A Theme Park University reader recently stated they heard the Walt Disney Company didn’t own all of their theme parks outside of the United States and wanted confirmation on if it was true. For starters, Disney owns 100% of Disneyland and Walt Disney World. The rest is complicated, so let’s start in France.
When Euro Disneyland (now known as Disneyland Paris) was being financed, they set up what is known in France as an SCA or “societe en commandite par actions.” This basically allows Disney to operate the park under a totally separate umbrella that Disney is invested in, but doesn’t completely own. This means it is a publicly-traded company where Disney owns shares. Prior to 2015, Disney owned about 40% of the separate Disneyland Paris company, but thanks to an injection of over €1 billion, Disney has 82% of that company and a plan to turn the resort around.
Tokyo Disneyland is the only Disney resort in the world not owned by the Mouse at all. Instead, the Oriental Land Company owns all of the Tokyo Disneyland Resort and pays Disney a licensing fee for ticket sales, merchandise and food. At the time Tokyo Disneyland was being built, so was EPCOT Center. Disney was interested in gaining extra revenue while spending none of their own money and this could do just the trick. A big reason why this resort is known as the best of the Disney parks internationally is because Oriental Land Company pulls the trigger on new attractions, maintenance and even marketing. They must then contract Disney to create those new offerings, which is another way Disney creates revenue for themselves.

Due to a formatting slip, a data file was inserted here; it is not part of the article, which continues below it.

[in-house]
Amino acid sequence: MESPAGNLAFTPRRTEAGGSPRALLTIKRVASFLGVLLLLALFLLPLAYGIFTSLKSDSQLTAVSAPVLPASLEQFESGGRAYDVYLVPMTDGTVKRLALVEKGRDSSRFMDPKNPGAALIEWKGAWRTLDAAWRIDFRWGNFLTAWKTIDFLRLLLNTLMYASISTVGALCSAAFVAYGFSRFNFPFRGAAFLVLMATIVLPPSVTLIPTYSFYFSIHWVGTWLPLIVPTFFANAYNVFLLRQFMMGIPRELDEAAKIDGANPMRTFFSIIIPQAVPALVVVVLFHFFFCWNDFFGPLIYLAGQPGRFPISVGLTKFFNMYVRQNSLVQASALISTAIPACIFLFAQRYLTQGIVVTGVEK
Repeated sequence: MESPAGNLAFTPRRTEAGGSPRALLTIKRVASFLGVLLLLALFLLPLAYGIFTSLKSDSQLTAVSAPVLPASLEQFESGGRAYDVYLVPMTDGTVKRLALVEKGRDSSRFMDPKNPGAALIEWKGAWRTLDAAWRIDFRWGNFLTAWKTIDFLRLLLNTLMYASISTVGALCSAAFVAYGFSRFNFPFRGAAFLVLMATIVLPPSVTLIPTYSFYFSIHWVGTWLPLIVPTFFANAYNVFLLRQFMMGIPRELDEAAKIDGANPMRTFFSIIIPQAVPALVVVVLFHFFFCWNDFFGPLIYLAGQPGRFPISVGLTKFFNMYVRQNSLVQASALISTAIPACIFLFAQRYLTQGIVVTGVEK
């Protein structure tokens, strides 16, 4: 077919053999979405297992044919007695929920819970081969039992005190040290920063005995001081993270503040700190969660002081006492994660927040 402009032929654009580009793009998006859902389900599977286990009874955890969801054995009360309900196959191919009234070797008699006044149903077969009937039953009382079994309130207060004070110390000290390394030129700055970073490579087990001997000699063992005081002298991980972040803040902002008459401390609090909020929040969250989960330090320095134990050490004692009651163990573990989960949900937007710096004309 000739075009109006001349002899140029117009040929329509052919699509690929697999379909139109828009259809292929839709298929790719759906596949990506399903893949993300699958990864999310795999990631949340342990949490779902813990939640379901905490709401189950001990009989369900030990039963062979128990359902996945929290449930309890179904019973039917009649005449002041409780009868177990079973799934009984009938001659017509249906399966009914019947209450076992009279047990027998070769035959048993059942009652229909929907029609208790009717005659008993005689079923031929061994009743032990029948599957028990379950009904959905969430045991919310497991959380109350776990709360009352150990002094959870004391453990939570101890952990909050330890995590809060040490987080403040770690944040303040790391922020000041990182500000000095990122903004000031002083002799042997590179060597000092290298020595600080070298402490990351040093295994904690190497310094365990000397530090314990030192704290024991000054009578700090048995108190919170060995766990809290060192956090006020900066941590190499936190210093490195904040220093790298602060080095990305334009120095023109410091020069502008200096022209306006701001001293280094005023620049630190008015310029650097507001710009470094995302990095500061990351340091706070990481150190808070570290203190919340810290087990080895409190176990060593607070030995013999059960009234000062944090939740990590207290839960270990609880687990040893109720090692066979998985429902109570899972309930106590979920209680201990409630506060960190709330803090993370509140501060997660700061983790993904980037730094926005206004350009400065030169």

Hong Kong Disneyland is a different beast entirely. Another separate company known as Hong Kong International Theme Parks, which is currently 48% owned by Disney and 52% government owned. That’s right, the actual Hong Kong government owns the majority share of Hong Kong Disneyland. In order to bring in more tourists (and because of real estate laws), this was the best course of action to get the park up and running.
Finally, Shanghai Disneyland is a joint venture where Disney will own 43% and the remaining 57% is represented by the Shanghai Shendi Group. Much like Hong Kong Disneyland, Shanghai Shendi consists of three separate subsidiaries and all are state-owned: Shanghai Lujiazui (Group) Co., Ltd., Shanghai Radio, Film and Television Development Co., Ltd., and Jinjiang International Group Holding Company.
Now all of these have long and tedious backstories as to why the ownership is split the way it is. Some are due to government regulations, while others are for tax purposes and others are for different reasons entirely. We can explore those topics on a future date, but for now, I figured I’d give an overview of how it all breaks down.
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